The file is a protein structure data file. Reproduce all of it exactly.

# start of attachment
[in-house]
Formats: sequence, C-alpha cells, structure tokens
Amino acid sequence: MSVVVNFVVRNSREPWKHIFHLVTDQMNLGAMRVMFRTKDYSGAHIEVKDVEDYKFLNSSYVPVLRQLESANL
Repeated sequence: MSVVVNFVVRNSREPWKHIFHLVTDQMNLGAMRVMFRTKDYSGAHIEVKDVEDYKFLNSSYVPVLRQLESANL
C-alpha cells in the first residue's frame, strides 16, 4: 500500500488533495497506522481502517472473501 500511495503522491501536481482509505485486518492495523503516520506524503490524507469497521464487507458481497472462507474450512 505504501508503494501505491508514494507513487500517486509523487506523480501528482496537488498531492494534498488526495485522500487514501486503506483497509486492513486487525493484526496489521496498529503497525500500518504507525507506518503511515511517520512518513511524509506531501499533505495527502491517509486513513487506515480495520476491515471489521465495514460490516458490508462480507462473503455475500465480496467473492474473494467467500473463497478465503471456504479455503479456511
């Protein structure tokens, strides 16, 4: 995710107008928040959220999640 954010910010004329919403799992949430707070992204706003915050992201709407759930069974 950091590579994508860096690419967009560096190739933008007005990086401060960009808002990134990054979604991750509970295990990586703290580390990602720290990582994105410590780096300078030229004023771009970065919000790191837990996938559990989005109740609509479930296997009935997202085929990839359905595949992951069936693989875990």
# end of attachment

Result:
[in-house]
Formats: sequence, C-alpha cells, structure tokens
Amino acid sequence: MSVVVNFVVRNSREPWKHIFHLVTDQMNLGAMRVMFRTKDYSGAHIEVKDVEDYKFLNSSYVPVLRQLESANL
Repeated sequence: MSVVVNFVVRNSREPWKHIFHLVTDQMNLGAMRVMFRTKDYSGAHIEVKDVEDYKFLNSSYVPVLRQLESANL
C-alpha cells in the first residue's frame, strides 16, 4: 500500500488533495497506522481502517472473501 500511495503522491501536481482509505485486518492495523503516520506524503490524507469497521464487507458481497472462507474450512 505504501508503494501505491508514494507513487500517486509523487506523480501528482496537488498531492494534498488526495485522500487514501486503506483497509486492513486487525493484526496489521496498529503497525500500518504507525507506518503511515511517520512518513511524509506531501499533505495527502491517509486513513487506515480495520476491515471489521465495514460490516458490508462480507462473503455475500465480496467473492474473494467467500473463497478465503471456504479455503479456511
């Protein structure tokens, strides 16, 4: 995710107008928040959220999640 954010910010004329919403799992949430707070992204706003915050992201709407759930069974 950091590579994508860096690419967009560096190739933008007005990086401060960009808002990134990054979604991750509970295990990586703290580390990602720290990582994105410590780096300078030229004023771009970065919000790191837990996938559990989005109740609509479930296997009935997202085929990839359905595949992951069936693989875990």